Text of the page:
Per comes across like an intelligent guy and I think he will do well with the kids.

  4. That’s just something people like hearing because it makes them feel good about the one saying it.

    Does anyone doubt Jenkinson’s work ethics?

    On the other hand George Best was a slacker off the field.
    Here’s some of my favorite quotes by him:
    “I spent a lot of money on booze, birds and fast cars.
    The rest of it, I just squandered.”

    “In 1969 I gave up women and alcohol.
    It was the worst 20 minutes of my life”

    Or this one

    “I used to go missing a lot…Miss Canada, Miss United Kingdom, Miss World”

    Of course you could say talents like him come only once every so often and if he worked harder, he could’ve been even better, but without above average level of talent , no amount of hard work will make a player special.

    1. You realize 1969 was almost 50 years ago yes? The days of making it at the top level based on talent alone is long gone. For every George Best, you will find more Robinhos these days.

    2. Maybe 50 years ago, super talented athletes didn’t have to train as hard and got away with vices that you couldn’t today. Tour de France winners of that era smoked. Most NBA centers were not as big, powerful, or quick as LeBron James and certainly lacked his leaping ability. Approaching the two hour barrier in the marathon wasn’t just going to the moon, it was going to Mars. The pool of athletes has increased as the fame and fortune of success has exploded. And the science of sporting medicine, from nutrition, better understanding of the human body to various training methods, and even PED’s has expanded tremendously as the rewards of athletic success have skyrocketed. I doubt even a generational talent like Best would’ve gone beyond academy status without the commensurate hard work and abandonment of the vices which made him such scoundrel.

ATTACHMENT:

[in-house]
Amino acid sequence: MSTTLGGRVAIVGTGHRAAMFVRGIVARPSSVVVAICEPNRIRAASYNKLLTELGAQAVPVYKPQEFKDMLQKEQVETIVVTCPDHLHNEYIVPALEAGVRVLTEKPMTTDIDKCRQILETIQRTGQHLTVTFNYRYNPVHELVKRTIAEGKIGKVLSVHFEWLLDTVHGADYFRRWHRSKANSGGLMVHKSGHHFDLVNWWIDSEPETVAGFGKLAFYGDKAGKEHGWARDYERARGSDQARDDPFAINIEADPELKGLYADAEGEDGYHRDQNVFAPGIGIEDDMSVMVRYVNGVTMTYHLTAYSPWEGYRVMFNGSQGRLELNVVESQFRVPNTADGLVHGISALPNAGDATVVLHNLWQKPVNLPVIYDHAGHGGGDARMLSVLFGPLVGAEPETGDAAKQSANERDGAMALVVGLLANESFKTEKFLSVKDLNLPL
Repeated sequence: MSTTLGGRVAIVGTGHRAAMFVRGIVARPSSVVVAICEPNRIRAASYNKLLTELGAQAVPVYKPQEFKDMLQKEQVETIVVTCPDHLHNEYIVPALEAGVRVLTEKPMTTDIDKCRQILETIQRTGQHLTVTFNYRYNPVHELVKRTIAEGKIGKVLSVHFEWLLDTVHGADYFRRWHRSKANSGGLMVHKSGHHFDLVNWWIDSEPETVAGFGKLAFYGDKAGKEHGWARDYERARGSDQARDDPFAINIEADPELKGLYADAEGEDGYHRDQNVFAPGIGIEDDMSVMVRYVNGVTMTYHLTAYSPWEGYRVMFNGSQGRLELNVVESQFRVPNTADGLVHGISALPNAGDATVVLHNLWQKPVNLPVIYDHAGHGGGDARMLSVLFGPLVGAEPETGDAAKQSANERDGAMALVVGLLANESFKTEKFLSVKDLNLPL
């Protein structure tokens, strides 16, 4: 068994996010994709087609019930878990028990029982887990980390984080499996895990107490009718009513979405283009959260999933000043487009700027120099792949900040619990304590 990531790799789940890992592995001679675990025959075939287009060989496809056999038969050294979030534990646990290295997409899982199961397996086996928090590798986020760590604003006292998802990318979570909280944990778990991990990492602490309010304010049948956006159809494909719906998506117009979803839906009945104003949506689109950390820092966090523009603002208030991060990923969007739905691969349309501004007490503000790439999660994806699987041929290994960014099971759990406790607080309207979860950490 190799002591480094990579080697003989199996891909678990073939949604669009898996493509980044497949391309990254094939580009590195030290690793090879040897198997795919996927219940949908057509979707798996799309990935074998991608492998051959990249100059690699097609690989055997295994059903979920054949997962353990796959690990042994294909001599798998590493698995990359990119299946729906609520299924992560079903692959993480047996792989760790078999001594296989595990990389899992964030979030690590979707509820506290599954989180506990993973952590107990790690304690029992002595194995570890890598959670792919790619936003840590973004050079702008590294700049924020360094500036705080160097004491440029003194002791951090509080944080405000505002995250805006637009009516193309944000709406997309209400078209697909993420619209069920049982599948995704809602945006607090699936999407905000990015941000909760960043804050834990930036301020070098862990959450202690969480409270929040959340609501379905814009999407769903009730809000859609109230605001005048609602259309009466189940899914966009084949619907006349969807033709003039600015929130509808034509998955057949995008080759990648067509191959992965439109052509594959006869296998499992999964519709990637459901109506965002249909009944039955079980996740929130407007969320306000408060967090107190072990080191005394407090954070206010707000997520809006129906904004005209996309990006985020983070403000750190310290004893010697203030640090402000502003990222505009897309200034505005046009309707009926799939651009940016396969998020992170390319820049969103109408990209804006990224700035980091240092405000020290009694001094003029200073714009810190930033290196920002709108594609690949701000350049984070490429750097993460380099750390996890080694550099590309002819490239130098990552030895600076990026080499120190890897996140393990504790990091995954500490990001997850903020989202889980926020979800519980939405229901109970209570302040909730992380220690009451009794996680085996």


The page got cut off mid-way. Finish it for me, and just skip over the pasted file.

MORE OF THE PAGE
1. 50 years ago, 30 or 20 , it doesn’t matter.
        Hagi and Maradona didn’t have the best work ethics either and that didn’t stop them from becoming the players they did.

        1. So, you just say it doesn’t matter and that’s that? There ‘s no way George Best or Maradonna make it today looking the way they did then. The athleticism and demands today are so muhc higher today than 20 years ago.

          1. No, it’s not what I’m saying.
            Read my original post.
            Maradona not making it today is probably the most outlandish statement you could make on the topic.
            The man literally bounced off defenders trying to break his legs while he was running past them.

          2. Strength is not the same as stamina e.g. The game was much slower and defenses dropped very deep. The game was much different back then than it’s now. He would have to move a lot more and for that he would need a much bigger engine.

    3. That was a different time. Players back then all used to drink, smoke, and whore around.

      These are professional athletes now. I don’t know anything about Jenko’s work ethic but I don’t think he’s talented. I know things about Balotelli’s work ethic and I know that he’s talented. Balotelli wasted his talent. Ronaldo is both talented and hard working.

  5. Off topic and I don’t mean to high jack the thread…but has anyone seen the BBC article regarding the 7 PL players that have 8 shots or more this season? Two iof our very own are on the list; Ox and Ramsey. Not sure why I’m surprised but I am. I’d say it’s indicative of the game mgmt/coaching. A bit frustrating to say the least.

  6. I was hoping that we would complete a few targeted additions to the academy squads once Per was announced. Maybe he wants to look at what he has first but would be happy if we embarked on a bit of a youth team project to try and improve the production line to the first team.

    In the absence of any further improvements to the current squad and our short termism with expiring contracts that would at least provide some evidence if strategic thinking.

  7. here’s a man who is not the most exceptionally gifted but who has still managed to find success by being smart and working hard. he’s probably speaking from experience when he says this with such a strong conviction. he’s probably seen players that were more talented than him that never made it as professionals, let alone won a world cup like he did because they didn’t work hard.